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NHTSA Kicks-Off National Bike Month/Praises Youth Efforts to Promote Safe Bicycling

American Government Special Collections Reference Desk

American Government

NHTSA Kicks-Off National Bike Month/Praises Youth Efforts to Promote Safe Bicycling

May 10, 2000

NHTSA 19-00
Wednesday, May 10, 2000
Contact: NHTSA, Cathy Hickey, (202) 366-9550

To further promote safety on the nation's roadways, Rosalyn G. Millman, the Acting Administrator of the National Highway Traffic Safety Administration (NHTSA) today joined more than 100 youth from the Washington, D.C. area and beyond to kick-off National Bike Month. She made the announcement during Earth Force's "Get Out Spoke'n!" Youth Bicycle Summit on Capitol Hill.

In 1998, traffic crashes killed 761 bicyclists and injured an additional 53,000. Bicyclists under age 16 accounted for 30 percent of all bicyclists killed and 44 percent of those injured. Bicycle helmets are the single most effective countermeasure to death or serious injury in the event of a crash and are 85-88 percent effective in mitigating head and brain injuries. The current national average for helmet use is only 20-25 percent.

"I am thrilled that so many young people are promoting safe cycling," said NHTSA Acting Administrator Rosalyn G. Millman. "These young people will help us ensure that every rider always wears a helmet and follows the rules of the road."

According to NHTSA estimates, universal helmet use by children ages 4-15 would prevent 135 to 155 deaths annually. It is also estimated that every dollar spent on bicycle helmets for children ages 4-15 saves $3 in health care costs.

At the summit Millman praised the youth award winners from around the country (see attached list) for their contributions to improve bicycle safety and to promote bicycling as a healthy and environmentally friendly alternative to driving.

Millman also provided the following 10 safety tips:

  • Protect Your Head: Always wear a helmet that complies with the Consumer Product Safety Commission's (CPSC) standard. Bicyclists should select a helmet that fits snugly and sits flat on the head. For children, use the extra padding that comes with the helmet to ensure a proper fit. This padding can be removed as the child's head grows.

  • Assure Bicycle Readiness: Make sure your bicycle is adjusted properly. Before riding your bicycle, check to make sure all parts are secure and working well. The handlebars should be firmly in place and turn easily. Your wheels must be straight and secure.

  • Check Your Brakes: Keep your brakes adjusted at all times. If you cannot stop quickly, consult your owner's manual or have a bicycle shop adjust the brakes. When your hand brake levers are fully applied, they should not touch the handlebars. Each brake shoe pad should wear evenly and never be separated more than one eighth inch from the rim.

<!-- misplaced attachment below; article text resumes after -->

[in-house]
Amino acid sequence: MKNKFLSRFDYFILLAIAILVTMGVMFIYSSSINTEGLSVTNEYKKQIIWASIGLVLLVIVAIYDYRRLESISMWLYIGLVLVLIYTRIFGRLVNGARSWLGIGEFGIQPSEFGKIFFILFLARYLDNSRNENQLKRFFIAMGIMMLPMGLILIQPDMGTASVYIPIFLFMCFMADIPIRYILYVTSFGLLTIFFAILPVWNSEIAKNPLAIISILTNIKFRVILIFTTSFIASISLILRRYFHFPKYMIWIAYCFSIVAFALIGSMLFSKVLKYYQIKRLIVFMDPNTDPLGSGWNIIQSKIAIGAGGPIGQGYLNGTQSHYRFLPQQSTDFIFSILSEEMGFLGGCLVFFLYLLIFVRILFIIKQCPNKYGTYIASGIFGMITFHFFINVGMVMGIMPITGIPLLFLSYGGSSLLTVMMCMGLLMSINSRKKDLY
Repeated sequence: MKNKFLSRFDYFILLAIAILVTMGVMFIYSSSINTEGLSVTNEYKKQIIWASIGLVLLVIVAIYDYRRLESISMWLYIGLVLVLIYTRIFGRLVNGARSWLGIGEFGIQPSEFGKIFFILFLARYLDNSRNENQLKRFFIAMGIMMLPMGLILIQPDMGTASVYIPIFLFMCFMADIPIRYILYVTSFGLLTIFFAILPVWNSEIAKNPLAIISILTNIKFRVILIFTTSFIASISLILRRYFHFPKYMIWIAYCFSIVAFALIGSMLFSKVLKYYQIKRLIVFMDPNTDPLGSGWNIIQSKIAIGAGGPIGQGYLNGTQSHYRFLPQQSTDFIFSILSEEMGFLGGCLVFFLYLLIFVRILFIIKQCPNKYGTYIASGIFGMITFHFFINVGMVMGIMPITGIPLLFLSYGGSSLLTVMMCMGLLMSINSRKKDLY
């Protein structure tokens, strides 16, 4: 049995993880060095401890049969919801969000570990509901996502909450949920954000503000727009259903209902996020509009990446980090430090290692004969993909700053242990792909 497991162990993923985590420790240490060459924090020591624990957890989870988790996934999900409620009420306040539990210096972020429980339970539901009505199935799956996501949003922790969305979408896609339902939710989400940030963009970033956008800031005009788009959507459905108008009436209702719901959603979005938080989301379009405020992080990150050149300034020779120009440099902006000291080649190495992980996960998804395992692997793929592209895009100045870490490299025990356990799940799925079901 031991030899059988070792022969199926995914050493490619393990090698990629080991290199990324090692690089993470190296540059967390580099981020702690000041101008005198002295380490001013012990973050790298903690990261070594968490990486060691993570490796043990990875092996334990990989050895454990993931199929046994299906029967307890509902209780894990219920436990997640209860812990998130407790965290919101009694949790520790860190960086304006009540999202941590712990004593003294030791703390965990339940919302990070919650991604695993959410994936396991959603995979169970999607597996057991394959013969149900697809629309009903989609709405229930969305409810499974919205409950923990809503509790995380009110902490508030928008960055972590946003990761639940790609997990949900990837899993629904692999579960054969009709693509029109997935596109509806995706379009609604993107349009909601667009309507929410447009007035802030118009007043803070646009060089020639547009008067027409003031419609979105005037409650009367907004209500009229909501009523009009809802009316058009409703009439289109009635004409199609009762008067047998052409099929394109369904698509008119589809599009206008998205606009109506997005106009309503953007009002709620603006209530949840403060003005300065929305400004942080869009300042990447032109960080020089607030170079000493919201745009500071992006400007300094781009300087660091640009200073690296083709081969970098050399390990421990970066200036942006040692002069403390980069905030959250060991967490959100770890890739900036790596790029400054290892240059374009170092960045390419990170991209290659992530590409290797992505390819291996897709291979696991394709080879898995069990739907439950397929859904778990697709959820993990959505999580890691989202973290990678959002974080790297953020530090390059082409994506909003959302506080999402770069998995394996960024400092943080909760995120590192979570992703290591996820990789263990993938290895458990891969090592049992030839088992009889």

• Make Yourself Visible: Wear clothes that make you more visible to drivers such as neon, florescent, or other bright colors when riding a bicycle.

  • Avoid Biking at Night: It is far more dangerous to bicycle at night than during the day. Most bicycles are equipped for daylight use and need to be adapted for nighttime use.

  • Stay Alert: Always keep a lookout for obstacles in your path. Watch out for potholes, cracks, expansion joints, railroad tracks, wet leaves, drainage grates, or anything that could make you fall. Be especially careful in wet weather and when there could be ice or frost on your path.

  • Always Ride in the Right Direction: Ride on the right side in a straight and predictable path. Always go single file in the same direction as other vehicles. Riding against traffic puts you where motorists don't expect to see you, and may pull across your path, or turn into you.

  • Check for Traffic: Always be aware of the traffic around you. Over 70 percent of car-bicycle crashes occur at driveways or other intersections. Before you enter any street or intersection, check for traffic. Always look left-right-left, and walk your bicycle into the street to begin your ride.

  • Obey the Rules of the Road: Learn all traffic laws. Bicycles are considered vehicles and must obey the same rules. Read your state driver's handbook, and follow all traffic signs, laws and rules for operating a vehicle on the road. Always signal your moves and be courteous to pedestrians and other vehicle operators.

  • Close Quick Release Wheels: If your bicycle has quick release wheels, it is your responsibility to make sure they are firmly closed at all times and to use the safety retainer if there is one. Check your wheels before every ride, after any fall, or after transporting your bicycle. Read your owner's manual for instructions and follow them.

    Additional information on bicycle safety is available on NHTSA's website at www.nhtsa.dot.gov/people/injury/pedbimot/bike